Open any fitness magazines, turn on the TV or peruse the internet for exercise advice and chances are you’ll see at least a few adverts for sports drinks. The images used to promote these products make it look as though if you buy this particular product you’ll soon be sporting a six-pack, looking lean and mean and conquering all your opponents in your chosen competitive activity. You’ll certainly be crushing it in the gym! Reading between the lines it would seem that sports drinks are actually integral to your success but is this really the case?
There are hundreds if not thousands of sports drinks for you to potentially choose from but in reality, there are three main types. They all share a common ingredient – sugar. This might be labeled as dextrose, glucose, fructose, xylitol or maltodextrin but the main reason any sports drink gives you energy is its sugar content. The amount of sugar in each type of sports drink is how it is characterized.
In addition to varying amounts of sugar, many sports drinks contain electrolytes—a group of minerals that your body loses when you perspire heavily—and also caffeine, known for its energy boosting properties. All of the drinks listed below can be caffeinated or caffeine-free or come with or without added electrolytes.
Hypotonic sports drinks contain relatively small amounts of sugar; 2-4 grams/0.07 – 0.14 ounces per 100ml/3.38 fluid ounces of water. This means that they are excellent for fluid replacement during a hot and sweaty workout but not so good for replacing lost energy. Subsequently they are quite well suited to workouts where fat burning is the primary aim as the small amount of sugar will not adversely affect the utilization of fat for fuel. Really, these drinks are little more than flavored water plus a few minerals to replace those lost when you sweat. Water, which is calorie free, will probably be just as good a choice if slightly more bland tasting.
Containing around 6-7 grams/0.21 – 0.25 ounces of sugar per 100ml/3.38 fluid ounces of water, isotonic drinks offer an combination of hydrating fluids and energy. This makes them especially useful during long workouts where you are as likely to run out of fuel as you are to become dehydrated—a 90 minute soccer game for example. However the moderate sugar content means that isotonic drinks would probably interfere with fat burning so if losing weight is your primary reason for exercising you should steer clear of isotonic drinks and stick to plain water.
Hypertonic drinks contain 10 grams/0.35 ounces or more per 100ml/3.38 fluid ounces of water which makes them very concentrated sources of sugar and energy. If you are running a marathon, climbing a mountain or performing any other long duration endurance activity, hypertonic drinks provide an easy way to keep your energy levels topped up without having to consume “real” food which can place a stress on your digestive system and may lead to abdominal discomfort. However, such a concentrated source of sugar can actually interfere with fluid absorption so if you want hydration and fuel, you may actually be better off with an isotonic drink or by consuming plenty of plain water along with your hypertonic drink.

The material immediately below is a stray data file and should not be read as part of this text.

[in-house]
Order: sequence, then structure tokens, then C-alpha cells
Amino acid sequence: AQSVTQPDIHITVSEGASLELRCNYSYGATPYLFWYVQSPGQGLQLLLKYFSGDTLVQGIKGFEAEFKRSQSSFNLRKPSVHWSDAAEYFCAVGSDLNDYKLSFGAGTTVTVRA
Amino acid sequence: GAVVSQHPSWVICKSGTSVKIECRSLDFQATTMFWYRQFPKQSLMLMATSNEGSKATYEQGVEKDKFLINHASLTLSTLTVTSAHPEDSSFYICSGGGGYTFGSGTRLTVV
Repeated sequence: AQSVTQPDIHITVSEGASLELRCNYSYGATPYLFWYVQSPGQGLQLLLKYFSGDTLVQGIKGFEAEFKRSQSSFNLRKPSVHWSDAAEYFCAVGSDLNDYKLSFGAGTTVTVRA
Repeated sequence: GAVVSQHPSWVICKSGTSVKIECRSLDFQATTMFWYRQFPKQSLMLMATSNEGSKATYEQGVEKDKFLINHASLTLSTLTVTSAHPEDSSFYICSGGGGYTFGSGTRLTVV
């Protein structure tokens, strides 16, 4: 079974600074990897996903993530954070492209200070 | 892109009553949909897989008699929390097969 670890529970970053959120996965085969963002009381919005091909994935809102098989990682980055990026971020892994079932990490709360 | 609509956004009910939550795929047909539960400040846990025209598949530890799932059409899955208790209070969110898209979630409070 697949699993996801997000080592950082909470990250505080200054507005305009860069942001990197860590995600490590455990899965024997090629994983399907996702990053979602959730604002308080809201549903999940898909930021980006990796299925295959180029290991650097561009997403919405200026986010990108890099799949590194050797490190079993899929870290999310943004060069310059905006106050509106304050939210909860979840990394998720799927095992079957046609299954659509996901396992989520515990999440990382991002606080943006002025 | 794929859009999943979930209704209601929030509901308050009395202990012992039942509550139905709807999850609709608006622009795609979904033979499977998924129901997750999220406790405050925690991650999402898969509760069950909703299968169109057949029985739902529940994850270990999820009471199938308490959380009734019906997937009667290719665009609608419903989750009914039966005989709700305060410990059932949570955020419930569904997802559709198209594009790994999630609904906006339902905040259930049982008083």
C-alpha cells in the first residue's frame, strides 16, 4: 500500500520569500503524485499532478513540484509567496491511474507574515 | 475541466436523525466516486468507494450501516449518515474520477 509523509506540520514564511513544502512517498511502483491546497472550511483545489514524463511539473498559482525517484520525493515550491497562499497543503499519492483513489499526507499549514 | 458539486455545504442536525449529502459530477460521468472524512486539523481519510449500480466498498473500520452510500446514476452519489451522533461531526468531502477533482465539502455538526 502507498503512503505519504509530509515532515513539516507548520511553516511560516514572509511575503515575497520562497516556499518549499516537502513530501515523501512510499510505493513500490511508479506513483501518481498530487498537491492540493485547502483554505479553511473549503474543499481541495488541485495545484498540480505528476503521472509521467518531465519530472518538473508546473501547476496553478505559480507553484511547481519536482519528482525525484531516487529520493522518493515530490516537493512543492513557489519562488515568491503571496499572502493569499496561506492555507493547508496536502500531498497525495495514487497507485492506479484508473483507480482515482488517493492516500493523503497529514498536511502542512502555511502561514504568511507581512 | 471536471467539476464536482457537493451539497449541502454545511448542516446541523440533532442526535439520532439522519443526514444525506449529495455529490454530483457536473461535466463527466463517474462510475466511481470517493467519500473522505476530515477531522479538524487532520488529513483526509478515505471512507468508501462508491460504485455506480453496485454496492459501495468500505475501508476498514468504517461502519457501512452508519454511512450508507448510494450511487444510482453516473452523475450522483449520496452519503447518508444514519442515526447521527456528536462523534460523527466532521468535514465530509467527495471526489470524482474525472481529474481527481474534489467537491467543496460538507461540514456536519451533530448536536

Hypertonic drinks are also a viable way to rapidly replace energy on completion of a long endurance training session or event and are also used by athletes looking to carb up (increase muscle and liver glycogen stores) prior to endurance events and even bodybuilding competitions where the former will prevent premature fatigue and the latter will lead to increased muscle fullness.
Needless to say, hypertonic drinks will definitely interfere with fat burning so avoid this type of drink if your goal is weight loss. Examples of hypertonic drinks include most regular sodas, fruit juice and “carb” drinks.
In addition to the aforementioned sports drinks, it’s also worth mentioning protein shakes. If you lift weights, chances are at some point or another you have thought about taking a protein shake. Most shakes are made from whey protein and provide a quick and convenient way to get extra protein into your diet without eating more steak, eggs or fish. As most weight trainers know, protein is all but essential for muscle growth and post exercise recovery. However, like any nutrient taken to excess, too much protein can result in increases in body fat as even the leanest of shakes will contain 100 or more calories per 25 gram/0.88 ounce serving of protein.
While it’s true – protein is essential for muscle growth and repair, more protein than you need will not automatically turn into bigger or stronger muscles so if you are eating a well balanced and otherwise protein-rich diet, you might not need a protein shake after all.
Post workout drinks
After your workout, your muscles are crying out for nourishment and energy. Your sensitivity to insulin is elevated and your body is primed for refueling. With these factors in mind, post workout drinks normally contain a blend of fast acting carbs in the form of simple sugars and protein.
These drinks are designed to be fast acting, hence the sugar content, and provide essential amino acids necessary to kick start recovery and provide a convenient alternative to eating food immediately after your workout.
If you are lean, trying to increase muscle mass or improve your fitness performance then a post workout protein/carb drink can be very useful. If, however, you are exercising for fat loss, be aware that any post workout drink contains calories and if it tips you over your daily calorie requirements then it may inhibit fat loss.
About Mark Darco: Mark Darco is a professional personal trainer with 15 years experience and has worked with hundreds of clients. He has successfully completed multiple certifications and continues to provide fitness training to clients of all ages in the NYC area.